2018 Italian general election: Details on my simulation
This article describes the simulation behind the app that you find here
This simulation of the results for the 2018 general election is based on the results from the last two national elections (the Italian parliament election in 2013 and the European Parliament election 2014) and national polls conducted until 16 February 2018. The simulation is based on one assumption, which is reasonable but not necessarily realistic: the relative territorial strength of parties is stable. From this assumption derives that if the national support for a party (as measured by national voting intention polls) varies, it varies consistently and proportionally everywhere. A rising tide lifts all boats and vice versa. The assumption has some empirical justification. If we compare the difference from the national support (in percentage) for each district in 2013 and 2014 we see a significant correlation, especially in the major parties.
To summarise the information provided by a number of opinion polls conducted after January 2018, I used all polls that indicated a sample size. To model each party trend, I used a local regression model with a span of 4 days and weighted based on the sample size (Cleveland, Grosse, and Shyu 1992).
For any given party, the last value predicted by the local regression model (that is, the closest to the election day) was used to compute the party percentage vote for each district based on the baseline voting behaviour for the same district.
|National vote (%)|
Baseline voting behaviour
The electoral results for the elections of 2013 and 2014 were downloaded from the website of the Ministry of Interior. Most of the 2018 electoral districts neatly aggregate the territory of Italian communes. Only a few cut through commune borders or are integrally within commune borders. Because I did not have 2013 and 2014 electoral results for these sub communal districts (in the metropolitan areas of Turin, Milan, Genoa, Bologna, Florence, Rome, Bari, Naples and Palermo) I proportionally distributed votes for each party in these districts based on what predicted for each census geographic units contained in the districts by a linear model.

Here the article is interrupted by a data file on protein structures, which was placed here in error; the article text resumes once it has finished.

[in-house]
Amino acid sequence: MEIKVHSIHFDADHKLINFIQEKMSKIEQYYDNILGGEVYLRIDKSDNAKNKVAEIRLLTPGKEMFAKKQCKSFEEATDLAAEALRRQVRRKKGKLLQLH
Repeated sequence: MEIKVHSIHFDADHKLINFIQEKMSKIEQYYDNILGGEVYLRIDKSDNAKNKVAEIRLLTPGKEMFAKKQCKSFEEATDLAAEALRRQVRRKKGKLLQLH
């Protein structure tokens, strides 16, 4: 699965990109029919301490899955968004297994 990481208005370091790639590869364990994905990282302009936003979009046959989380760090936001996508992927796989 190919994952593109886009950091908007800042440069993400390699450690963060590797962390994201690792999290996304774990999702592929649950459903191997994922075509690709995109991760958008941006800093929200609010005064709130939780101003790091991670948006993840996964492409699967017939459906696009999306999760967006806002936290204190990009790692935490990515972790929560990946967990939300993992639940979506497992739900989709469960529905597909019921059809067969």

The linear model used as independent variables the demographics (as collected in the 2011 census) such as the percentage of residents over 65, the percentage of people with a college degree, the unemployment rate, the percentage of people out of the workforce, the percentage of people working as housewives, the percentage of foreigners from different regions of the world and the population density.
Simulation based on baseline voting behaviour
In each district, the result of a party was simulated sampling a number from an interval determined by the difference from the national result the same party obtained in the district in 2013 and 2014. For example, the M5S obtained 25.62% nationally and 31.86% (Δ = +6.24) in the district of Catania (Sicily) in 2013 and 21.15% nationally and 27.58% locally (Δ = +6.43) in the same district in 2014. The interval from which to draw the random number that will simulate the results for 2018 is defined from 6.24 to 6.43 minus and plus the standard deviation of the same two values (0.1343). That is, For the district of Catania, in each of the 20,000 simulations a random number was drawn from the interval 6.1057 – 6.2957 and then added to what estimated to be the national support for the M5S in February 2018 (based on the opinion polls).
How votes for parties from the 2013 and 2014 elections are distributed to parties running in 2018
The votes to the parties that do not run in 2018 but where present in previous elections are proportionally distributed based on the following tables.
|Party running in 2013||Party running in 2018||Proportion|
|MOVIMENTO 5 STELLE BEPPEGRILLO.IT||M5S||100%|
|IL POPOLO DELLA LIBERTA’||FI||100%|
|SCELTA CIVICA CON MONTI PER L’ITALIA||NcI||30%|
|SCELTA CIVICA CON MONTI PER L’ITALIA||CP||20%|
|SCELTA CIVICA CON MONTI PER L’ITALIA||PD||40%|
|SCELTA CIVICA CON MONTI PER L’ITALIA||+E||10%|
|SINISTRA ECOLOGIA LIBERTA’||PD||20%|
|SINISTRA ECOLOGIA LIBERTA’||LeU||80%|
|UNIONE DI CENTRO||NcI||100%|
|FARE PER FERMARE IL DECLINO||PD||50%|
|FARE PER FERMARE IL DECLINO||FI||50%|
|FUTURO E LIBERTA’||I||10%|
|FUTURO E LIBERTA’||FI||90%|
|GRANDE SUD – MPA||FI||50%|
|GRANDE SUD – MPA||NcI||50%|
|AUTONOMIE LIBERTE’ DEMOCRATIE||PD||100%|
|UNION VALDOTAINE PROGRESSISTE||PD||100%|
|Party running in 2014||Party running in 2018||Proportion|
|FRATELLI D’ITALIA – ALLEANZA NAZIONALE||FdI||100%|
|MOVIMENTO 5 STELLE BEPPEGRILLO.IT||M5S||100%|
|LEGA NORD-DIE FREIHEITLICHEN-BASTA EURO||LN||100%|
|NUOVO CENTRO DESTRA – UDC||FI||40%|
|NUOVO CENTRO DESTRA – UDC||NcI||40%|
|NUOVO CENTRO DESTRA – UDC||CP||20%|
|L’ALTRA EUROPA CON TSIPRAS||LeU||100%|
|VERDI EUROPEI-GREEN ITALIA||I||100%|
|ITALIA DEI VALORI||LeU||100%|
In total I run 20,000 simulations and calculated the distribution of seats for each simulation. The distribution of seats at the level of coalitions are presented in the following figures.
Cleveland, William S., E. Grosse, and W. M. Shyu. 1992. “Local Regression Models. Chapter 8.” In Statistical Models in S, edited by John M Chambers and Trevor Hastie. Pacific Grove, CA: Wadsworth & Brooks.
Tuesday, 27 February 2018